Test your bulk tank with the following program chunk:

BulkTank tank = new BulkTank();
tank.getFromTank(100);
tank.addToTank(25);
tank.getFromTank(5);
System.out.println(tank);

tank = new BulkTank(50);
tank.addToTank(100);
System.out.println(tank);

The program print output should look like the following:

20.0/2000.0
50.0/50.0

Note that when you call the println() method of the out object of class System, the method receives as paramater an Object variable; in such case, the print output is determined by the overwritten toString() method in BulkTank! We are in front of a case of polymorphism, because the method can work with different types.

Cow

If we want to produce milk, we also need cows. Cows have got names and udders. Udder capacity is a random value between 15 and 40; the class Random can be used to raffle off the numers, for instance, int num = 15 + new Random().nextInt(26);. The class Cow has the following functionality:

  • public Cow() creates a new cow with a random name
  • public Cow(String name) creates a new cow with its given name
  • String getName() returns the cow's name
  • double getCapacity() returns the udder capacity
  • double getAmount() returns the amount on milk available in the cow's udders
  • String toString() returns a String which describes the cow (see the example below)

Cow also implement the following interfaces: Milkable, which describes the cow's faculty for being milked, and Alive, which represents their faculty for being alive.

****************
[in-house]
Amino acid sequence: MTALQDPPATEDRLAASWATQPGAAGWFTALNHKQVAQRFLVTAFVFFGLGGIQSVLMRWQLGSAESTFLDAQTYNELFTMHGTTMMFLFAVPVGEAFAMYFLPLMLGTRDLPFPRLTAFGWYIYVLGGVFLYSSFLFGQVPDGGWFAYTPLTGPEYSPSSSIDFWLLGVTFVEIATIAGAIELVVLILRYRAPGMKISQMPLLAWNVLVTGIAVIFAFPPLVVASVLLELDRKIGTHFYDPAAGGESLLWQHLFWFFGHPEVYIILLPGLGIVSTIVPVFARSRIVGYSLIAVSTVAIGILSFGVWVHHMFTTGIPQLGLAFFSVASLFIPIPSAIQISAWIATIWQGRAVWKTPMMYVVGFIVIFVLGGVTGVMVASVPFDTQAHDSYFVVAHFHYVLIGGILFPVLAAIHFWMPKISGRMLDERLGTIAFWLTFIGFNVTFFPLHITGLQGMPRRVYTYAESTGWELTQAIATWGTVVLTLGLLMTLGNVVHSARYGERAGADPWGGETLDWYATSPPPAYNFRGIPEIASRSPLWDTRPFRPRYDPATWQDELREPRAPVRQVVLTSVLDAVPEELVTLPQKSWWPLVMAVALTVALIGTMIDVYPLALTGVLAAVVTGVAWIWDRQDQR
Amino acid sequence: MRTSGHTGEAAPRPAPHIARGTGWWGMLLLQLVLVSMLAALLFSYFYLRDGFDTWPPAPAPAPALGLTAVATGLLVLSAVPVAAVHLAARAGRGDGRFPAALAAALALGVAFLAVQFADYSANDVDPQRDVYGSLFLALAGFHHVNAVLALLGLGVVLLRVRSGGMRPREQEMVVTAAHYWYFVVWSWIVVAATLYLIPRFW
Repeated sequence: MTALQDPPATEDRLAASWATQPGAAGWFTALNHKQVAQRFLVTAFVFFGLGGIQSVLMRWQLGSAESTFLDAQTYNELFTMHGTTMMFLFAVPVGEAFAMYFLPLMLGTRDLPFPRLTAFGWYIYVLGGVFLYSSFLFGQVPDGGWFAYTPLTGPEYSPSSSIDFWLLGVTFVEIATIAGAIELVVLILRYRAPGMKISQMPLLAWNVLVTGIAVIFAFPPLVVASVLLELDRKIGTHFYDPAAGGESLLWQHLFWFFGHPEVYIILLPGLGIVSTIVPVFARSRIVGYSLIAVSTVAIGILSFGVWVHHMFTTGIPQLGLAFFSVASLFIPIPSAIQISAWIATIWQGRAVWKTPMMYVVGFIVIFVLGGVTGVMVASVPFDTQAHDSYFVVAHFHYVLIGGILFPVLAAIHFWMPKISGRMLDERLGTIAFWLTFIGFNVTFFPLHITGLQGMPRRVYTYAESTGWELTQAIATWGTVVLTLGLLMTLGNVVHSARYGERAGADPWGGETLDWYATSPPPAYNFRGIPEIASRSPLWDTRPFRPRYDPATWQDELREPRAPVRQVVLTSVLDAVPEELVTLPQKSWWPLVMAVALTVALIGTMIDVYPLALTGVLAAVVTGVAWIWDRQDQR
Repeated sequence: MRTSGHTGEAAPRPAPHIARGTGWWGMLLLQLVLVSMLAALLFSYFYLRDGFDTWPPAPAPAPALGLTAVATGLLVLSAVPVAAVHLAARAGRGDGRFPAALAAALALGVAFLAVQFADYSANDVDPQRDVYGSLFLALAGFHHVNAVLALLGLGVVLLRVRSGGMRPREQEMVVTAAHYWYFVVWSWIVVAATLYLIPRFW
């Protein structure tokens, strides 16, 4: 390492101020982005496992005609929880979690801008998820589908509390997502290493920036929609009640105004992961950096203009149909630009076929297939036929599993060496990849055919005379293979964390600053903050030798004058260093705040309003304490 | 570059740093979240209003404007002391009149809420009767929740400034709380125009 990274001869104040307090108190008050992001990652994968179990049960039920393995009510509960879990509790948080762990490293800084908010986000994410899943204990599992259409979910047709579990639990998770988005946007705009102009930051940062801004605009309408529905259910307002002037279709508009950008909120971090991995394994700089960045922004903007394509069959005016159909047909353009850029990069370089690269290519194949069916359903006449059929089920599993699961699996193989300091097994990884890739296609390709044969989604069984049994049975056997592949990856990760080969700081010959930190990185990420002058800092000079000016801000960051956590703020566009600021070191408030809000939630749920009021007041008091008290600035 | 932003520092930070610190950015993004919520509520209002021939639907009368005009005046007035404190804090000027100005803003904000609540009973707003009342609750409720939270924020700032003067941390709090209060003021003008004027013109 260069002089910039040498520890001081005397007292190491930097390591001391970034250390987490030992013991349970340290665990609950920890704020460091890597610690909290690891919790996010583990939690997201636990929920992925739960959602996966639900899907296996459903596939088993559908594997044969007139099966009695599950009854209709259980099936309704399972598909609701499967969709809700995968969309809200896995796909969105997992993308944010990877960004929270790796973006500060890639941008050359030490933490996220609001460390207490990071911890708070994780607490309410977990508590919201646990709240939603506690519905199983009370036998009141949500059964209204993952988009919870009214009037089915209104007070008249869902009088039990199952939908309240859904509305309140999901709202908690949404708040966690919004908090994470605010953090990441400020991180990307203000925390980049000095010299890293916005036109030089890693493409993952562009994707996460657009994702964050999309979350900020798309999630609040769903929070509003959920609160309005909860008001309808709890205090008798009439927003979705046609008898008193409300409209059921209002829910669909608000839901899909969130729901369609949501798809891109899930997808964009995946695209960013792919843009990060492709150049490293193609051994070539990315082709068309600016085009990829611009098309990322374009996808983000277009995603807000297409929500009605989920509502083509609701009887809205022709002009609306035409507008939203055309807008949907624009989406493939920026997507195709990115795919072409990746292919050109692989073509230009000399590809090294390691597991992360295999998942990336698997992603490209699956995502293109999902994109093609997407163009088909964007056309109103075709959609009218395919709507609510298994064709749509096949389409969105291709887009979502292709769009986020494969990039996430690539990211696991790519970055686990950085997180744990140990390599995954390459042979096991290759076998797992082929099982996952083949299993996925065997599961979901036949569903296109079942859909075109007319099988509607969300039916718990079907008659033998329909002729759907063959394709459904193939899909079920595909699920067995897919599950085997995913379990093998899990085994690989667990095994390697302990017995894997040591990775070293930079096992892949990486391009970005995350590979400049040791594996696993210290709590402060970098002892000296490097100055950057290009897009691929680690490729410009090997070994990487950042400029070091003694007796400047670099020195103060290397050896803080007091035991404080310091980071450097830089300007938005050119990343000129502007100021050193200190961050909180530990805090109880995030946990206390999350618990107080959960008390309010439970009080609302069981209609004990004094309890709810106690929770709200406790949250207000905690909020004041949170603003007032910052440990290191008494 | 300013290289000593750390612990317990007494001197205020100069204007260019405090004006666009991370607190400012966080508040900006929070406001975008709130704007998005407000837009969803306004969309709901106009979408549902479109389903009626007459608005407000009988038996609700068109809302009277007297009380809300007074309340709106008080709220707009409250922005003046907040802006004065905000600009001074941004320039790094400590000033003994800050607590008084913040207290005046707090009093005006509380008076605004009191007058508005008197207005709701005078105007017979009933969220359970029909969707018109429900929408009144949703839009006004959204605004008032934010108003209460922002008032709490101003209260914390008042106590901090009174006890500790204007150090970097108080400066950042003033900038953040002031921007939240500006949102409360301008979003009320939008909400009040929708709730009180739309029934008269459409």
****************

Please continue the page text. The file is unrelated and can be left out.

public interface Milkable {
    public double milk();
}

public interface Alive {
    public void liveHour();
}

When a cow is milked, all their milk provision is taken to be processed. As long as a cow lives, their milk provision increases slowly. In Finland, milking cows produce 25-30 litres of milk every day, on the average. We simulate this by producing 0.7-2 litres every hour.

If a cow is not given a name, they are assigned a random one from the list below.

    private static final String[] NAMES = new String[]{
        "Anu", "Arpa", "Essi", "Heluna", "Hely",
        "Hento", "Hilke", "Hilsu", "Hymy", "Ihq", "Ilme", "Ilo",
        "Jaana", "Jami", "Jatta", "Laku", "Liekki",
        "Mainikki", "Mella", "Mimmi", "Naatti",
        "Nina", "Nyytti", "Papu", "Pullukka", "Pulu",
        "Rima", "Soma", "Sylkki", "Valpu", "Virpi"};

Implement the class Cow, and test whether it works with the following program body.

Cow cow = new Cow();
System.out.println(cow);


Alive livingCow = cow;
livingCow.liveHour();
livingCow.liveHour();
livingCow.liveHour();
livingCow.liveHour();

System.out.println(cow);

Milkable milkingCow = cow;
milkingCow.milk();

System.out.println(cow);
System.out.println("");

cow = new Cow("Ammu");
System.out.println(cow);
cow.liveHour();
cow.liveHour();
System.out.println(cow);
cow.milk();
System.out.println(cow);

The program print output can be like the following.

Liekki 0.0/23.0
Liekki 7.0/23.0
Liekki 0.0/23.0
Ammu 0.0/35.0
Ammu 9.0/35.0
Ammu 0.0/35.0

MilkingRobot

In modern dairy farms, milking robots handle the milking. The milking robot has to be connected to the bulk tank in order to milk an udder:

  • public MilkingRobot() creates a new milking robot
  • BulkTank getBulkTank() returns the connected bulk tank, or a null reference, if the tank hasn't been installed
  • void setBulkTank(BulkTank tank) installs the parameter bulk tank to the milking robot
  • void milk(Milkable milkable) milks the cow and fills the connected bulk tank; the method returns an IllegalStateException is no tank has been fixed